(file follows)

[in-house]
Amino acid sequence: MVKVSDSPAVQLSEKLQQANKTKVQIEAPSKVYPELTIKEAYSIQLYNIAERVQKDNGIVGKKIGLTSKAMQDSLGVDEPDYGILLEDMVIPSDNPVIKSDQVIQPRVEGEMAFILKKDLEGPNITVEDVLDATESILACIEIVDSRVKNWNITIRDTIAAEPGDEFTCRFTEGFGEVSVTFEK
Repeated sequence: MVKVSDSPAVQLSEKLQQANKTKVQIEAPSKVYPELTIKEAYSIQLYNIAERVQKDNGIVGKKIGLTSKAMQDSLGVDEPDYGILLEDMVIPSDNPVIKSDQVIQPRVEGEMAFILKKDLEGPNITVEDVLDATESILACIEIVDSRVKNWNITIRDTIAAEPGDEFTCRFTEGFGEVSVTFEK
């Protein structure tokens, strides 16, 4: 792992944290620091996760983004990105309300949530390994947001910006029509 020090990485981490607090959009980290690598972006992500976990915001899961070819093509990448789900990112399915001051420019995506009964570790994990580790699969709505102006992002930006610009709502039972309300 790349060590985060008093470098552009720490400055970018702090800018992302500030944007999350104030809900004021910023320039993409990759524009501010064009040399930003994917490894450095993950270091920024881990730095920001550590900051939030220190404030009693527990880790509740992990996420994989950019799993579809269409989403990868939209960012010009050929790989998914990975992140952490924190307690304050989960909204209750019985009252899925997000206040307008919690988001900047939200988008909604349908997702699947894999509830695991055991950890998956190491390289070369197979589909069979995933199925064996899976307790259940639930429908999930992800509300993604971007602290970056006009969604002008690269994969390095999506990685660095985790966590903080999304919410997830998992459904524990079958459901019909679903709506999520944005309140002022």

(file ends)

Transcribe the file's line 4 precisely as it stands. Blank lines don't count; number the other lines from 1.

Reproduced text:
């Protein structure tokens, strides 16, 4: 792992944290620091996760983004990105309300949530390994947001910006029509 020090990485981490607090959009980290690598972006992500976990915001899961070819093509990448789900990112399915001051420019995506009964570790994990580790699969709505102006992002930006610009709502039972309300 790349060590985060008093470098552009720490400055970018702090800018992302500030944007999350104030809900004021910023320039993409990759524009501010064009040399930003994917490894450095993950270091920024881990730095920001550590900051939030220190404030009693527990880790509740992990996420994989950019799993579809269409989403990868939209960012010009050929790989998914990975992140952490924190307690304050989960909204209750019985009252899925997000206040307008919690988001900047939200988008909604349908997702699947894999509830695991055991950890998956190491390289070369197979589909069979995933199925064996899976307790259940639930429908999930992800509300993604971007602290970056006009969604002008690269994969390095999506990685660095985790966590903080999304919410997830998992459904524990079958459901019909679903709506999520944005309140002022």